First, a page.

Dynamic Function of DPMS Is Essential for Angiogenesis and Cancer Progression

  • Zhenbo Zhang
  • Jesús E. Serrano-Negrón
  • Juan A. Martínez
  • Krishna Baksi
  • Dipak K. BanerjeeEmail author
Part of the Advances in Experimental Medicine and Biology book series (AEMB, volume 1112)


Dolichol phosphate mannose synthase (DPMS) is an inverting GT-A-folded enzyme and classified as GT2 by CAZy. DPMS sequence carries a metal-binding DXD motif, a PKA motif, and a variable number of hydrophobic domains. Human and bovine DPMS possess a single transmembrane domain, whereas that from S. cerevisiae and A. thaliana carry multiple transmembrane domains and are superimposable. The catalytic activity of DPMS is documented in all spheres of life, and the 32kDa protein is uniquely regulated by protein phosphorylation. Intracellular activation of DPMS by cAMP signaling is truly due to the activation of the enzyme and not due to increased Dol-P level. The sequence of DPMS in some species also carries a protein N-glycosylation motif (Asn-X-Ser/Thr). Apart from participating in N-glycan biosynthesis, DPMS is essential for the synthesis of GPI anchor as well as for O- and C-mannosylation of proteins. Because of the dynamic nature, DPMS actively participates in cellular proliferation enhancing angiogenesis and breast tumor progression. In fact, overexpression of DPMS in capillary endothelial cells supports increased N-glycosylation, cellular proliferation, and enhanced chemotactic activity. These are expected to be completely absent in congenital disorders of glycosylation (CDGs) due to the silence of DPMS catalytic activity. DPMS has also been found to be involved in the cross talk with N-acetylglucosaminyl 1-phosphate transferase (GPT). Inhibition of GPT with tunicamycin downregulates the DPMS catalytic activity quantitatively. The result is impairment of surface N-glycan expression, inhibition of angiogenesis, proliferation of human breast cancer cells, and induction of apoptosis. Interestingly, nano-formulated tunicamycin is three times more potent in inhibiting the cell cycle progression than the native tunicamycin and is supported by downregulation of the ratio of phospho-p53 to total-p53 as well as phospho-Rb to total Rb. DPMS expression is also reduced significantly. However, nano-formulated tunicamycin does not induce apoptosis. We, therefore, conclude that DPMS could become a novel target for developing glycotherapy treating breast tumor in the clinic.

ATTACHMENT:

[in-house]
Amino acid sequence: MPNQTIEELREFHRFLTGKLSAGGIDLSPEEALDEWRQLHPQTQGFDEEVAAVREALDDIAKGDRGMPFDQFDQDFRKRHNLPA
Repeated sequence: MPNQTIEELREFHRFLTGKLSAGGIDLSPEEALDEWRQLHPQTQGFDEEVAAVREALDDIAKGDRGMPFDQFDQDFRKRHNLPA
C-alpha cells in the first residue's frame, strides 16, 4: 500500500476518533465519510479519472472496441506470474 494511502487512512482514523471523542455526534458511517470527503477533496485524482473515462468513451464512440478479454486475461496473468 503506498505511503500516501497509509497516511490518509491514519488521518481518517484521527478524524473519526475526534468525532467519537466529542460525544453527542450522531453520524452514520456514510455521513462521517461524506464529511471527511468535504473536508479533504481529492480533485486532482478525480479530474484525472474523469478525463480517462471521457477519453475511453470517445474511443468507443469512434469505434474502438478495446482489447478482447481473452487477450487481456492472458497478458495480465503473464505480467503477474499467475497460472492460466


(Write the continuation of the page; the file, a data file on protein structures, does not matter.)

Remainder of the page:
Angiogenesis Asparagine-linked glycoprotein Breast cancer Carbohydrate-active enzyme Dolichol phosphate mannose synthase Endoplasmic reticulum Glycosyltransferase Phosphoprotein Protein N-glycosylation Unfolded protein response 



This work is partly supported by funds from the Office of the Dean, School of Medicine, University of Puerto Rico, and grants from the Department of Defense DAMD17-03-1-0754, the National Institutes of Health NIH U54-CA096297, Susan G. Komen for the Cure BCTR0600582, the National Science Foundation NSF EPS-1002410 (DKB), and the National Institutes of Health NIH/NIMHD 2G12MD007583 (KB).


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Copyright information

© Springer Nature Singapore Pte Ltd. 2018

Authors and Affiliations

  • Zhenbo Zhang
    • 1
    • 5
  • Jesús E. Serrano-Negrón
    • 1
    • 2
  • Juan A. Martínez
    • 1
    • 6
  • Krishna Baksi
    • 3
  • Dipak K. Banerjee
    • 1
    • 4
    Email author
  1. 1.Department of Biochemistry, School of MedicineUniversity of Puerto RicoSan JuanUSA
  2. 2.Department of Natural Sciences & MathematicsInteramerican University of Puerto RicoBayamónUSA
  3. 3.Universidad Central del Caribe, Department of Anatomy and Cell BiologySchool of Medicine, Universidad Central del CaribeBayamónUSA
  4. 4.Institute of Functional NanomaterialsUniversity of Puerto RicoSan JuanUSA
  5. 5.Toronto Western Research InstituteUniversity Health NetworkTorontoCanada
  6. 6.Ology BioservicesAlachuaUSA

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